Before leaving office in 1993, the scandal-plagued Prime Minister Brian Mulroney awarded two untendered contracts to Montreal firms.
The first was awarded to Bell Helicopter for the civil Bell 412EP and pretend it was a military aircraft as the CH-146 Griffon. This airframe that was so unsuitable for combat, it was not until the latter years of the Canadian combat mission in Afghanistan that it could after modifications. Prior to this, Cold War era helicopters were leased from Ukraine.
With the four-decade old navy training fleet of 11 ships, SNC-Lavalin was contracted to provide twelve training vessels built to a unique civil design. As a civil design, they had almost no combat capability as they were not built to withstand stresses from explosive events.
12 Bofors gun mounts, so old the barrels had the inscription of King George VI on them. The guns were originally to have been placed on aircraft carrier HMCS Bonaventure, with Canada trying to replicate the armament fit of the 75 percent larger HMS Victorious. This would have caused stability problems with Bonaventure, so the guns were repurposed for airfield defense in Europe.
These guns, after being in storage after Canada abandoning European defense, they were fitted to the SNC-Lavalin program which somehow bequeathed a title of “Maritime Coastal Defense Vessel (MCDV).”
As of 2022, maintenance and upgrade of the MCDV program is still under the aegis of SNC-Lavalin until 2030.
Halifax Shipyard was subcontracted by SNC-Lavalin to build the new ships with a mission system of sidescan sonar was giving to MacDonald, Dettwiler of Richmond, BC. Only two functional sonar sets were provided and to save money no real time data transfer was included.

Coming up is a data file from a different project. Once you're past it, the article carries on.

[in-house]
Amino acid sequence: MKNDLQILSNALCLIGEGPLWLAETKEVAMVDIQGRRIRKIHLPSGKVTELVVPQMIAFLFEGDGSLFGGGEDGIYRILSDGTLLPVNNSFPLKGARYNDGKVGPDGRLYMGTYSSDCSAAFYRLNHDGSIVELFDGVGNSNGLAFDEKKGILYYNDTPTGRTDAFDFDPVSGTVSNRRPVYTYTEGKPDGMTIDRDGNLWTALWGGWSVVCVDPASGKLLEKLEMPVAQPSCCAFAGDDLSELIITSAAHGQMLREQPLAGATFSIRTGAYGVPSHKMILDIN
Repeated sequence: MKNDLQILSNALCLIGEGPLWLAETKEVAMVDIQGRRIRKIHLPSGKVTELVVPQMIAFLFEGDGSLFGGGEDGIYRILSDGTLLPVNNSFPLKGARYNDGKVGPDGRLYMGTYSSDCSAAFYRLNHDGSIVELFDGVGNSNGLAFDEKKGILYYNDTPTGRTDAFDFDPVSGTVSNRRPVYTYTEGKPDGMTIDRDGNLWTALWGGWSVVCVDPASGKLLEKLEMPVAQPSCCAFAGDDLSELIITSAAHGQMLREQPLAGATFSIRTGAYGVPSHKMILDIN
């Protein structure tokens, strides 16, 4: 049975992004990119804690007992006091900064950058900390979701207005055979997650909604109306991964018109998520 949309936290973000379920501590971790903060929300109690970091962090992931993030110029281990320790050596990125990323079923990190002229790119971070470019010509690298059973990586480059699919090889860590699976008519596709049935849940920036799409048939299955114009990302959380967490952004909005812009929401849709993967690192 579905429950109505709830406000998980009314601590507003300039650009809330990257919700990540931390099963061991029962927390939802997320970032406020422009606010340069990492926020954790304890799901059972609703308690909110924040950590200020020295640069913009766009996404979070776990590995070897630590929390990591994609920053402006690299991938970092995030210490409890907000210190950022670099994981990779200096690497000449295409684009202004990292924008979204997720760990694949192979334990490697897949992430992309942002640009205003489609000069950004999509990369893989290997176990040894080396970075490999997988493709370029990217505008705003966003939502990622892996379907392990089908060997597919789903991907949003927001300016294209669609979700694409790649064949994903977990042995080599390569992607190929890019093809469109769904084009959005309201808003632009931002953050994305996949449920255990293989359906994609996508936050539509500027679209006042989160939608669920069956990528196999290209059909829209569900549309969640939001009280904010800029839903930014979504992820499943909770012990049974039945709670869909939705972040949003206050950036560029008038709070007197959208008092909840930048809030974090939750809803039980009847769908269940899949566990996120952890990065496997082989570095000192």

To conduct a “route survey” to check for mines or other seabed systems, a disc would have to be burned and hand delivered after an MCDV returned to port.
Construction of the 12 ships ended with delivery of HMCS Summerside in 1998.
After a change of government in the 1990s, the naval budget was severely slashed with at sea training being replaced by commercial simulators on land. So, the need to have the MCDV fleet was no longer required.
The 12 nearly new ships languished in port, six in Halifax and six in Esquimalt, in “out of routine” status with their future in doubt.
The poor design of the ships necessitated fitting a twenty-foot ship container at the stern for sleeping accommodations for any operational tasking.
The Bofors guns were removed and given to museums or park displays.
Two Second World War 50 caliber machine guns were the only armament and only one sidescan sonar available nationwide.
A role as platforms for the US Coast Guard antinarcotic efforts was created. Canada has no legal authority to conduct arrests on the high seas, hence requiring the US law enforcement teams.
With no landing platform for helicopter to military grade drone use, a Canadian Coast Guard Type 1100 icebreaker would have better served the narcotic mission.
The naval leadership now envisions the new Harry DeWolf Class ships, also a civil design intended for Arctic use with a Royal Canadian Mounted Police helicopter, the drug patrol tasking.
As of this month, Canada has sent a second pair of MCDVs from Halifax to European waters to train with the NATO Mine Counter Measures ships. Lacking combat capability or the ability to withstand a mine blast, the latest Canadian contribution will see them acting as dive tenders. In addition, Canada has lacked minesweeping capability for 59 years.
With all branches of the military in Canada now suffering from severe personnel shortages, why are the MCDVs still in commission? This would free up personnel to serve on the 12 actual combat ships in service.
Replacement by the Vard Marine Vigilance Class proposal unveiled at CANSEC 2023 would provide the navy with a platform for duties the MCDVs are unsuited for.
The best thing for the MCDVs to be donated to a Third World Nation.